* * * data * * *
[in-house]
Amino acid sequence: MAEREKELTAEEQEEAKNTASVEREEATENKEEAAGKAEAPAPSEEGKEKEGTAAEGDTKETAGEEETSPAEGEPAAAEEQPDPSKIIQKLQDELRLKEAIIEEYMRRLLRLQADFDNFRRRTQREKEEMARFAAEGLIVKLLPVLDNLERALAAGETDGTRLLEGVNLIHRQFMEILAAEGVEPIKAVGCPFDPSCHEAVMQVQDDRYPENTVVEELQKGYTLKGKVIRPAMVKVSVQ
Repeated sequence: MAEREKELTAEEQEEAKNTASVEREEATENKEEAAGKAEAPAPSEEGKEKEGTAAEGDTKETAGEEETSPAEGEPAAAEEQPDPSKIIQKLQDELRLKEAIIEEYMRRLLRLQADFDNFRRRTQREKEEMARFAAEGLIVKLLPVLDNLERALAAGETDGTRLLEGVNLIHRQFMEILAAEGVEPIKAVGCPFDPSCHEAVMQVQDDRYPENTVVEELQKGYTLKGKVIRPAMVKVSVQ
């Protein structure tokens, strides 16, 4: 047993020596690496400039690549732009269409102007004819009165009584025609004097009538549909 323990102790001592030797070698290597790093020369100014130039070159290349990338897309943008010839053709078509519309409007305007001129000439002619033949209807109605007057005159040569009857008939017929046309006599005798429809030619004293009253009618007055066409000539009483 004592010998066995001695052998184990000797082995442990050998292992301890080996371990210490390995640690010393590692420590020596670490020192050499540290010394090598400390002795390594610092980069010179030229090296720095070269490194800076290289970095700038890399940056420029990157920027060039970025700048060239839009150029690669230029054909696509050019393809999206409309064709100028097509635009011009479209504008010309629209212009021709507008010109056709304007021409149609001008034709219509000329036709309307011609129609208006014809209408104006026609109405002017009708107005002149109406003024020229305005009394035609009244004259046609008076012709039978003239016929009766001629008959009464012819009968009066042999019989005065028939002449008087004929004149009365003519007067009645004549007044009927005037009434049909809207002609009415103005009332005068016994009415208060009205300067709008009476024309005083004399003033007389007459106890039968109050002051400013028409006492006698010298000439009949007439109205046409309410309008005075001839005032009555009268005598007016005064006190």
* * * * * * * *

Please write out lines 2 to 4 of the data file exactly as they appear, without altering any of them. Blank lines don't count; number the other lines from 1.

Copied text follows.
Amino acid sequence: MAEREKELTAEEQEEAKNTASVEREEATENKEEAAGKAEAPAPSEEGKEKEGTAAEGDTKETAGEEETSPAEGEPAAAEEQPDPSKIIQKLQDELRLKEAIIEEYMRRLLRLQADFDNFRRRTQREKEEMARFAAEGLIVKLLPVLDNLERALAAGETDGTRLLEGVNLIHRQFMEILAAEGVEPIKAVGCPFDPSCHEAVMQVQDDRYPENTVVEELQKGYTLKGKVIRPAMVKVSVQ
Repeated sequence: MAEREKELTAEEQEEAKNTASVEREEATENKEEAAGKAEAPAPSEEGKEKEGTAAEGDTKETAGEEETSPAEGEPAAAEEQPDPSKIIQKLQDELRLKEAIIEEYMRRLLRLQADFDNFRRRTQREKEEMARFAAEGLIVKLLPVLDNLERALAAGETDGTRLLEGVNLIHRQFMEILAAEGVEPIKAVGCPFDPSCHEAVMQVQDDRYPENTVVEELQKGYTLKGKVIRPAMVKVSVQ
């Protein structure tokens, strides 16, 4: 047993020596690496400039690549732009269409102007004819009165009584025609004097009538549909 323990102790001592030797070698290597790093020369100014130039070159290349990338897309943008010839053709078509519309409007305007001129000439002619033949209807109605007057005159040569009857008939017929046309006599005798429809030619004293009253009618007055066409000539009483 004592010998066995001695052998184990000797082995442990050998292992301890080996371990210490390995640690010393590692420590020596670490020192050499540290010394090598400390002795390594610092980069010179030229090296720095070269490194800076290289970095700038890399940056420029990157920027060039970025700048060239839009150029690669230029054909696509050019393809999206409309064709100028097509635009011009479209504008010309629209212009021709507008010109056709304007021409149609001008034709219509000329036709309307011609129609208006014809209408104006026609109405002017009708107005002149109406003024020229305005009394035609009244004259046609008076012709039978003239016929009766001629008959009464012819009968009066042999019989005065028939002449008087004929004149009365003519007067009645004549007044009927005037009434049909809207002609009415103005009332005068016994009415208060009205300067709008009476024309005083004399003033007389007459106890039968109050002051400013028409006492006698010298000439009949007439109205046409309410309008005075001839005032009555009268005598007016005064006190």